Saturday, January 31, 2015

Dr. Seusspeare, Part II

Happy (slightly belated) New Year, everybody! For the first post of 2015, I am happy to present you with the continuation of William Shakespeare's Macbeth, as told by Dr. Seuss (the first part of which, should you need a refresher, can be found here). So, without further ado, allow me to present:

William Shakespeare's
The Tragedy of Macbeth
as told by Dr. Seuss
Part the Second

Scene 1: Inverness- Macbeth’s Castle. Enter Lady Macbeth, alone, with a letter.

Lady Macbeth: My husband writes and tells to me
That he encountered Witch One, Witch Two, and Witch Three.
And before he could speak, they told him some things
Among them that he would be Cawdor and king.
Then lickity-split, before he knew what to do
He was told that the first thing they said had come true!
Well! That is some news! That is news that is grand!
There is nothing more fun than ruling the land!
And yet, my husband’s much to kind
He won’t like the plan I have in mind.

[Enter Macbeth]

Macbeth: Hey wife! Say wife! Duncan will stay here tonight!

Lady Macbeth: Yes, but let there be no doubt,
He can come in, but can’t go out!
When he arrives, be nice as can be,
Then tonight we will kill him, you and me.

Macbeth: Those are some strange words to hear,
Let’s talk later of this, dear.

Lady Macbeth: It will be easy, you will see!
Just leave all of it to me!

Scene 2: Inverness- approaching Macbeth’s castle. Enter King Duncan, Malcolm, Donalbain, Banquo, Lennox, Macduff, Ross, Angus, and Attendants.

Duncan: Say, this place is swell! This sure is one swell place to dwell!

[Enter Lady Macbeth]

Lady Macbeth: Yea, King Duncan, verily
I bid you welcome merrily!
We’re so glad you are our guest,
And that with us you’ve come to rest!

Duncan: Good Lady, is your husband here?
He rode too fast for us, I fear.

Lady Macbeth: About the Thane no longer wonder,
He’s waiting in the castle yonder.

Duncan:  Then by all means, let us go in
And thank the man who helped us win!

Scene 3: Inside Macbeth’s castle. Enter Macbeth.

Macbeth: No, I should not kill him
I should not, indeed.
For so many reasons,
It would be a bad deed!
Duncan’s my king,
He’s also my cousin,
And that is just two reasons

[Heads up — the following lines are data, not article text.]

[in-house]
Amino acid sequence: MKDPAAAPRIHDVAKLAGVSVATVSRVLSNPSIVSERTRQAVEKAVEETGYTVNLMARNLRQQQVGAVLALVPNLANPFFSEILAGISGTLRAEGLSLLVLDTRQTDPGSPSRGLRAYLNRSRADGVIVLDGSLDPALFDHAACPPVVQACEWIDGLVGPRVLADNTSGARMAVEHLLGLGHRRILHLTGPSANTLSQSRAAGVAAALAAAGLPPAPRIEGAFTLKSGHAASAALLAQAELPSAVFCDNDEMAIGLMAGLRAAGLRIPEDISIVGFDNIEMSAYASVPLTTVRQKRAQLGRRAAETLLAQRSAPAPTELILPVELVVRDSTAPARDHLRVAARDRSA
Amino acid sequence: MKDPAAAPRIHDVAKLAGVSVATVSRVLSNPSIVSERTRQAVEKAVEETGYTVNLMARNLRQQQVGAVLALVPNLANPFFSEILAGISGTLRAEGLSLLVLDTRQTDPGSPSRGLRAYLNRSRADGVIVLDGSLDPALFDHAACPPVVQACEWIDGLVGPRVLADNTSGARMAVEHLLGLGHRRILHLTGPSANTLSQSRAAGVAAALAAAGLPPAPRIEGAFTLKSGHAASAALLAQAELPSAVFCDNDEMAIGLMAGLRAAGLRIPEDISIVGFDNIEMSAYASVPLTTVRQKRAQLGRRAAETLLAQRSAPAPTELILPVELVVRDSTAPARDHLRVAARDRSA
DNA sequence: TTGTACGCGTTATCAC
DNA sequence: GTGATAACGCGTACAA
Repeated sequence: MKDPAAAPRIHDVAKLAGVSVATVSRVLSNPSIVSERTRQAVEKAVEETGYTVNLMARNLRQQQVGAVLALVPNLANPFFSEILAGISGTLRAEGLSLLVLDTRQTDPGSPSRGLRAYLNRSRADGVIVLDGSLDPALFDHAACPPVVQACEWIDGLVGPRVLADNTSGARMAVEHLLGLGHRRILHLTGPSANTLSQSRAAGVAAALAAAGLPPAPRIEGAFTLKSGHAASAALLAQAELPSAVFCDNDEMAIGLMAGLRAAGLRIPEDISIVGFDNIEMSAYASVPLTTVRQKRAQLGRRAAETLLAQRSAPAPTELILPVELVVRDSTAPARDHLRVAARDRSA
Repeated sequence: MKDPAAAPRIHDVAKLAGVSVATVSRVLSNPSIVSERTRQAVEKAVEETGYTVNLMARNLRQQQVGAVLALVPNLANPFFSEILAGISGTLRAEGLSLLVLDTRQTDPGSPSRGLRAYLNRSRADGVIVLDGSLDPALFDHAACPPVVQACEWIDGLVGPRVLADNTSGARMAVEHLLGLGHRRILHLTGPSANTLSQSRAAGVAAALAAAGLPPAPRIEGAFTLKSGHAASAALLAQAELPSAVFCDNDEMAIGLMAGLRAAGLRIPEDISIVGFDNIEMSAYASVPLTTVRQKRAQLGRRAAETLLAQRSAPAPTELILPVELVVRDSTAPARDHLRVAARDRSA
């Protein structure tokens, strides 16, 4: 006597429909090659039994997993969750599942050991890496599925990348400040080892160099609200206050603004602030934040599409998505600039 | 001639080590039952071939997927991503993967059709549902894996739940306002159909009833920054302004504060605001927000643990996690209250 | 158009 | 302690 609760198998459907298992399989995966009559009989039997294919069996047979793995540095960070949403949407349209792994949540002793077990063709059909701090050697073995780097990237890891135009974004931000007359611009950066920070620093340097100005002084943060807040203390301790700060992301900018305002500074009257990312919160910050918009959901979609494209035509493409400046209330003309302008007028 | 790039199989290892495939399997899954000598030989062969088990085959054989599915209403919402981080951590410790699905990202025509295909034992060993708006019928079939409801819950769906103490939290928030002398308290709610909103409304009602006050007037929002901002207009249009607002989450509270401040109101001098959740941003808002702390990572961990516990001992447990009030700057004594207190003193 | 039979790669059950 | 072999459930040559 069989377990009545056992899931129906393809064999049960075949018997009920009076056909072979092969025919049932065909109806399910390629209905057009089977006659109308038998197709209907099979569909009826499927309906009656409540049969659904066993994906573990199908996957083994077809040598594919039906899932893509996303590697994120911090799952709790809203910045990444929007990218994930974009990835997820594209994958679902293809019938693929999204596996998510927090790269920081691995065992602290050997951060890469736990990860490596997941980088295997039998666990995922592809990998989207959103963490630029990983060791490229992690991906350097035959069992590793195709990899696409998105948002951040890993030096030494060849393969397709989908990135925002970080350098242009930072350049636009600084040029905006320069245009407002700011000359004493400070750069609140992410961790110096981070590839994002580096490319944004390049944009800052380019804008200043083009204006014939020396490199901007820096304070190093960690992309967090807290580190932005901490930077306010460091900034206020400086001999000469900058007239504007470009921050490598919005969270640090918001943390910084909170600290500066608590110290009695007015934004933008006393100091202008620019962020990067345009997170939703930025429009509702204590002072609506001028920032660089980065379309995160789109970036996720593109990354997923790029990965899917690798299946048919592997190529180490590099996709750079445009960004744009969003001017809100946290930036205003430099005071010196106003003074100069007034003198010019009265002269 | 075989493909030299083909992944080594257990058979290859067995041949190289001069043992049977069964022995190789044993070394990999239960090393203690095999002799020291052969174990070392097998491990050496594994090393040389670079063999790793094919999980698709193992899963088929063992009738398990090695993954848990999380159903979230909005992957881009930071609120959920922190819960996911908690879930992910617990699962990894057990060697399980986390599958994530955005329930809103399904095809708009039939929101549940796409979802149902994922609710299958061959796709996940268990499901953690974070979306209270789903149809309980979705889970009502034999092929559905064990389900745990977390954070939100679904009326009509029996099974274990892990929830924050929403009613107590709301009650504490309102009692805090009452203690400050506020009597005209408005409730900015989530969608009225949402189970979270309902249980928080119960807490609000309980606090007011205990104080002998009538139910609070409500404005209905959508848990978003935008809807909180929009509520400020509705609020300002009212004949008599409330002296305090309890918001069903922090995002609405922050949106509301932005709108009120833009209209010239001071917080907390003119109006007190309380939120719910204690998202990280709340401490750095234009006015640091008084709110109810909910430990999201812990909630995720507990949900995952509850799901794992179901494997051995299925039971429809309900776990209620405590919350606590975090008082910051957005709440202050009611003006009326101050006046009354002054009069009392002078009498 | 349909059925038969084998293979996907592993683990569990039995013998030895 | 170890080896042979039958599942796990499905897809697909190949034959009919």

Out of a dozen!
He’s also my guest, and I hope you’ll agree
My guests should be honored,
Not murdered by me.
Then perhaps I should add, Duncan’s also quite nice
A man unacquainted with evil and vice.
No, I will not do it,
I won’t, that is clear-
            Enter Lady Macbeth
How now? What news is there, my dear?

Lady Macbeth: What are you doing out here, you fool?
Don’t you know that Duncan’s been asking for you?

Macbeth: I’ve sat and given it much thought,
I’m calling off our murder plot.

Lady Macbeth: How can this be? What do you mean?
I insist
on being queen!
And if we’re to get ahead,
That man in there must end up dead!
We can kill him here or kill him there,
But we must murder him somewhere!

Macbeth: Peace, I say! I’ve made up my mind!
I won’t do something so unkind!
It doesn’t matter what you say,
I won’t do it in any way!
I would not kill him in a boat,
I would not drown him in our moat.
I would not kill him in his bed,
I would not stab him in the head!
I would not kill him here or there,
I would not kill him anywhere.
I would not, could not kill the king,
I could not do so foul a thing.
I’ll do only what befits a man,
Which does not mean killing the king of the land.

Lady Macbeth: Look at you, so prim and prissy!
You’re not a man, you’re just a sissy!
A real man would do what he said he would,
And murder Duncan well and good!

Macbeth: But suppose that we should fail?

Lady Macbeth: That will only happen if you bail!
Take your courage, screw it tight,
And we surely cannot fail tonight!
Later, when Duncan's fast asleep,
Into his room you'll softly creep.
As he's lying on his bed,
Take out your sword and kill him dead!
Then, before you leave the room,
Smear his blood upon his grooms.
No one will suspect a thing,
And just like that, you will be king! 

Macbeth: Goodness, wife, but you are tough!
But your plan makes sense enough.
And so your advice I'll heed-
Later this night, I'll do the deed.


Will Macbeth go through with his dastardly plot? Find out next time on Dr. Seusspeare's Macbeth!